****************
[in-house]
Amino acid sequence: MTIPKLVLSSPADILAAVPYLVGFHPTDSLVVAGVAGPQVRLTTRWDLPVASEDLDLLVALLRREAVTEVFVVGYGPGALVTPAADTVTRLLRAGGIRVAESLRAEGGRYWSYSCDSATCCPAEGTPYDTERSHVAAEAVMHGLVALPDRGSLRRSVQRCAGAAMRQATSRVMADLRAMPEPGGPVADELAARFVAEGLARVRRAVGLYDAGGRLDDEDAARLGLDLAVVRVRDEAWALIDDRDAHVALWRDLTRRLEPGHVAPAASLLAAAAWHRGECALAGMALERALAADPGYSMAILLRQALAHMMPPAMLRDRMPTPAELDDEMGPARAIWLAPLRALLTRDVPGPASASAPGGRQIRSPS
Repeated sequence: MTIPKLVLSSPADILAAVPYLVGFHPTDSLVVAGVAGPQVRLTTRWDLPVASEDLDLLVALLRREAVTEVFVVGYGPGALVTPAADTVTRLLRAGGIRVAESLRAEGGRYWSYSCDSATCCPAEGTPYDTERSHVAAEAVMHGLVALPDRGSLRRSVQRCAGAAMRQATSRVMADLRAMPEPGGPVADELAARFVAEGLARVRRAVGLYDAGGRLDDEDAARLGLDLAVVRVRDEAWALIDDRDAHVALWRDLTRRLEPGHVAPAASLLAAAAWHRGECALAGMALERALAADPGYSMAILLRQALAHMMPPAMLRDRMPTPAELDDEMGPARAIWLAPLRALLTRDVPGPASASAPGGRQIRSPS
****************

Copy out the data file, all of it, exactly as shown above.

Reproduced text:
[in-house]
Amino acid sequence: MTIPKLVLSSPADILAAVPYLVGFHPTDSLVVAGVAGPQVRLTTRWDLPVASEDLDLLVALLRREAVTEVFVVGYGPGALVTPAADTVTRLLRAGGIRVAESLRAEGGRYWSYSCDSATCCPAEGTPYDTERSHVAAEAVMHGLVALPDRGSLRRSVQRCAGAAMRQATSRVMADLRAMPEPGGPVADELAARFVAEGLARVRRAVGLYDAGGRLDDEDAARLGLDLAVVRVRDEAWALIDDRDAHVALWRDLTRRLEPGHVAPAASLLAAAAWHRGECALAGMALERALAADPGYSMAILLRQALAHMMPPAMLRDRMPTPAELDDEMGPARAIWLAPLRALLTRDVPGPASASAPGGRQIRSPS
Repeated sequence: MTIPKLVLSSPADILAAVPYLVGFHPTDSLVVAGVAGPQVRLTTRWDLPVASEDLDLLVALLRREAVTEVFVVGYGPGALVTPAADTVTRLLRAGGIRVAESLRAEGGRYWSYSCDSATCCPAEGTPYDTERSHVAAEAVMHGLVALPDRGSLRRSVQRCAGAAMRQATSRVMADLRAMPEPGGPVADELAARFVAEGLARVRRAVGLYDAGGRLDDEDAARLGLDLAVVRVRDEAWALIDDRDAHVALWRDLTRRLEPGHVAPAASLLAAAAWHRGECALAGMALERALAADPGYSMAILLRQALAHMMPPAMLRDRMPTPAELDDEMGPARAIWLAPLRALLTRDVPGPASASAPGGRQIRSPS